Feb. 17, 11:45, Wei Ji Ma. Optimality and Probabilistic Computation in Visual Categorization

Matthew Botvinick

Princeton University

Hierarchical reinforcement learning and human behavior

Research on human and animal behavior has long emphasized its

hierarchical structure,  according to which tasks are comprised of

subtask sequences, which are themselves built of simple actions. The

hierarchical structure of behavior has also been of enduring interest

within neuroscience, where it has been widely considered to reflect

prefrontal cortical functions. In recent work, we have been

reexamining behavioral hierarchy and its neural substrates from the

point of view of recent developments in computational reinforcement

learning. Specifically, we've been considering at a set of approaches

known collectively as hierarchical reinforcement learning, which

extend the reinforcement learning paradigm by allowing the learning

agent to aggregate actions into reusable subroutines or skills. A

close look at the components of hierarchical reinforcement learning

suggests how they might map onto neural structures, in particular

regions within the dorsolateral and orbital prefrontal cortex. It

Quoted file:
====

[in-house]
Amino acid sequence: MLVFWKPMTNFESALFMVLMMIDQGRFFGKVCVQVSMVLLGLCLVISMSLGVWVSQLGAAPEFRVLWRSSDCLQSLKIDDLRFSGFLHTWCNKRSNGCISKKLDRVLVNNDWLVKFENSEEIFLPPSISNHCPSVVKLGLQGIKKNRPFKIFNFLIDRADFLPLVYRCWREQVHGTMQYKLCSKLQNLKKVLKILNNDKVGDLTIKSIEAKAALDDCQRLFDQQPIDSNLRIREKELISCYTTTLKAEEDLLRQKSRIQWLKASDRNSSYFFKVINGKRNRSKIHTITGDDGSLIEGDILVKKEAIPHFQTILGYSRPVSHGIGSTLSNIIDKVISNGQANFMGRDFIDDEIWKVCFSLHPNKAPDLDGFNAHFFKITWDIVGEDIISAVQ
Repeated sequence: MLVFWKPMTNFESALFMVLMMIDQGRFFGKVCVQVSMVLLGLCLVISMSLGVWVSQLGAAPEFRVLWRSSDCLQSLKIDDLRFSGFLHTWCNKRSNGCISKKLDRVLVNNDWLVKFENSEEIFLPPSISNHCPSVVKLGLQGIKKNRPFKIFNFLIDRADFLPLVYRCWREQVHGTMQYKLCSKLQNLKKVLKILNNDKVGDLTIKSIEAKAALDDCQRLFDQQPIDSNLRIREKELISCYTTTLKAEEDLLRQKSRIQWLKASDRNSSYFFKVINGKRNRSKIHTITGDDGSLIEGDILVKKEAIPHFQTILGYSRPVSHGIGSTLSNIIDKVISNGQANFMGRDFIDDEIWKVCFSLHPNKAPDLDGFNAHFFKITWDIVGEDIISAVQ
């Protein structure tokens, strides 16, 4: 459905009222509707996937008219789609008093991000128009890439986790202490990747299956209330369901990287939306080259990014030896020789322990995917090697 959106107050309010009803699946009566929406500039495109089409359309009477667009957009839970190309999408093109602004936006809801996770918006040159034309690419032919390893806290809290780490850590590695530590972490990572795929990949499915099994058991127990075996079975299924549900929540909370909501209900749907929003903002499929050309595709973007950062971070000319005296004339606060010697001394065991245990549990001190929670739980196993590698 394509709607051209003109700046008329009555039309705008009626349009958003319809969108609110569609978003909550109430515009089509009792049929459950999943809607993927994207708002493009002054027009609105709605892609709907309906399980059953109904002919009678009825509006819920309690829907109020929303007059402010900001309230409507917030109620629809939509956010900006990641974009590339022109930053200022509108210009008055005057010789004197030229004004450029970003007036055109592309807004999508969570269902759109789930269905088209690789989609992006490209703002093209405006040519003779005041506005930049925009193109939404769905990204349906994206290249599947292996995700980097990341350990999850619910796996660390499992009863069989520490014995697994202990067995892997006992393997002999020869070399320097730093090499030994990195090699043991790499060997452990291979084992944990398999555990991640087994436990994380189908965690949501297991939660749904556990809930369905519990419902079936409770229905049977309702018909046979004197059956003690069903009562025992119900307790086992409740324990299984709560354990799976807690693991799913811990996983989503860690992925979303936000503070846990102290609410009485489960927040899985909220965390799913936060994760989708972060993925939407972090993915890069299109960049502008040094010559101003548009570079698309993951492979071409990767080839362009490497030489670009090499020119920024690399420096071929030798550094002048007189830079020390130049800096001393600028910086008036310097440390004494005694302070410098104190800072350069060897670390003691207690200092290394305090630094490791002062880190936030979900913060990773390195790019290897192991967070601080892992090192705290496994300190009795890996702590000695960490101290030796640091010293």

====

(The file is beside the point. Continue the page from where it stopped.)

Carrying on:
also suggests specific ways in which hierarchical reinforcement

learning might provide a complement to existing psychological models

of hierarchically structured behavior. A particularly important

question that hierarchical reinforcement learning brings to the fore

is that of how learning identifies new action routines that are

likely to provide useful building blocks in solving a wide range of

future problems. Here and at many other points, hierarchical

reinforcement learning offers an appealing framework for

investigating the computational and neural underpinnings of

hierarchically structured behavior. In addition to introducing the

theoretical framework, I'll describe a first set of neuroimaging and

behavioral studies, in which we have begun to test specific predictions.